This state breathes football. This would just work.
This looks like the most logical springboard for NFL expansion into Canada. The Buffalo Bills, just down the road, played one regular season game here each year in the Rogers Centre between 2008 and 2013. And Rams owner Stan Kroenke is reportedly considering Toronto as a fall back destination for his St Louis side should it fail to secure a move to Los Angeles.
Twice this city has had proposed teams rejected by the NFL, the Southmen in 1975 before the Hound Dogs in 1993. They hosted the Tennessee Oilers for a year in 1997 while the team's Nashville Stadium was being being built, but Memphians weren't overly taken by the Oilers, with the sour taste of NFL rejection still fresh. In 2001 the city landed an NBA franchise in the Grizzlies, but its football itch still needs scratching.
Just imagine how good a show they could put on too. Elvis Presley could be blasting pregame. Morgan Freeman could introduce the teams. Aretha Franklin, or Justin Timberlake could belt out the Star Spangled Banner. This could be a good alternative for the Titans should they ever sour on the Nashville market.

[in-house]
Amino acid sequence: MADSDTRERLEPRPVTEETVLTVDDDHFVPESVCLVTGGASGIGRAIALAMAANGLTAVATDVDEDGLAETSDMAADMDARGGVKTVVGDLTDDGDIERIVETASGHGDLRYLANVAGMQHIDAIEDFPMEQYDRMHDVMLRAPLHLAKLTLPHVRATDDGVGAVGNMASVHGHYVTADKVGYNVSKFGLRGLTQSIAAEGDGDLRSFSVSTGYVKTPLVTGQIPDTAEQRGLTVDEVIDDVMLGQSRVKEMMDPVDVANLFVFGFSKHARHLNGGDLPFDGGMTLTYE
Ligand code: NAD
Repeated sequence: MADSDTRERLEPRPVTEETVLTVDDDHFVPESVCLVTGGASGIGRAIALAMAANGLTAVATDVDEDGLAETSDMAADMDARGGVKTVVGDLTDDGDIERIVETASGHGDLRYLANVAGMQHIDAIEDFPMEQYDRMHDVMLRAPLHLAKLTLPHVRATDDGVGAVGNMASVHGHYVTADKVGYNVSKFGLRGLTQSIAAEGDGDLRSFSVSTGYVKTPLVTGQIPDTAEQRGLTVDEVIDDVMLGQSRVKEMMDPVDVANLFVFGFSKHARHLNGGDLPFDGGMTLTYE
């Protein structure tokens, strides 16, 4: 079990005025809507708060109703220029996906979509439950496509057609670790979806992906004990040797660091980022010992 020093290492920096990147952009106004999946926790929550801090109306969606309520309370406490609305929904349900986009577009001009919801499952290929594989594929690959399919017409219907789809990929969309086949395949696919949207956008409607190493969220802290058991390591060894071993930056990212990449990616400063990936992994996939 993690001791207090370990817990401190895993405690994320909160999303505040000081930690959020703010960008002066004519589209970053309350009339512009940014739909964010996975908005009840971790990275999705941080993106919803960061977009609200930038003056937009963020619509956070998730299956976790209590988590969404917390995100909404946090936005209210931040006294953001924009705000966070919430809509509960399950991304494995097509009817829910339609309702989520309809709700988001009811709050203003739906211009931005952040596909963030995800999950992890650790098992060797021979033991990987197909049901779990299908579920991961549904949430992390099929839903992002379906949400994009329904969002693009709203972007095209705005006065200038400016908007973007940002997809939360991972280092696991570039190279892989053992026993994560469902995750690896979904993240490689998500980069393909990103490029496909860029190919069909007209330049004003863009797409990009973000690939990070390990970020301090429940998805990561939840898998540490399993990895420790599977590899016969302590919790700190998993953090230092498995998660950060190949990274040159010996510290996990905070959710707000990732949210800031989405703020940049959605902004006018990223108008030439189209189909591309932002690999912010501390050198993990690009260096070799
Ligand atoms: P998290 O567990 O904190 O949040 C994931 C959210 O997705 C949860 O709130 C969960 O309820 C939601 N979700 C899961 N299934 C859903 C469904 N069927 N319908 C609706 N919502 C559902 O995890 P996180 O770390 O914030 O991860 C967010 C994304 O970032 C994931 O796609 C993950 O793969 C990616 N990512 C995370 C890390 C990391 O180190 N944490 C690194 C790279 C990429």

Possibly the greatest untapped market of them all. Early signs are very good, with Wembley Stadium consistently selling out whenever the NFL comes to town, like it did earlier this season for the Jaguars vs. the Bills, and for the Chiefs vs. the Lions. In less than a decade, the NFL has developed a huge presence in London and it might be time to strike by moving a team there, or building a new one from scratch.
1 Los Angeles, CA
How is it that Los Angeles doesn't have an NFL team alongside the Clippers and Lakers of the NBA, and Major League Baseball duo the Dodgers and the Angels? Well, it's a long and storied history involving a number of teams, the usual politics of sport and a large but slightly outdated stadium. The L.A. Memorial Coliseum actually hosted the first ever Super Bowl, and the city's two former NFL teams, the Raiders and the Rams. They both left town simultaneously about 20 years ago and nothing has yet filled the void. In the late 1990s when the NFL voted on an expansion team, L.A. was shafted for Houston.
It may all be about to change though, with three teams clamoring to fill the NFL's gaping hole. The St. Louis Rams, Oakland Raiders and San Diego Chargers have all recently submitted applications to move to L.A. Now here's where it gets interesting. The NFL's other owners all have to vote on who should move there. Whether that's going to be one team, two teams, or none remains to be scene. Keep a close eye on this one.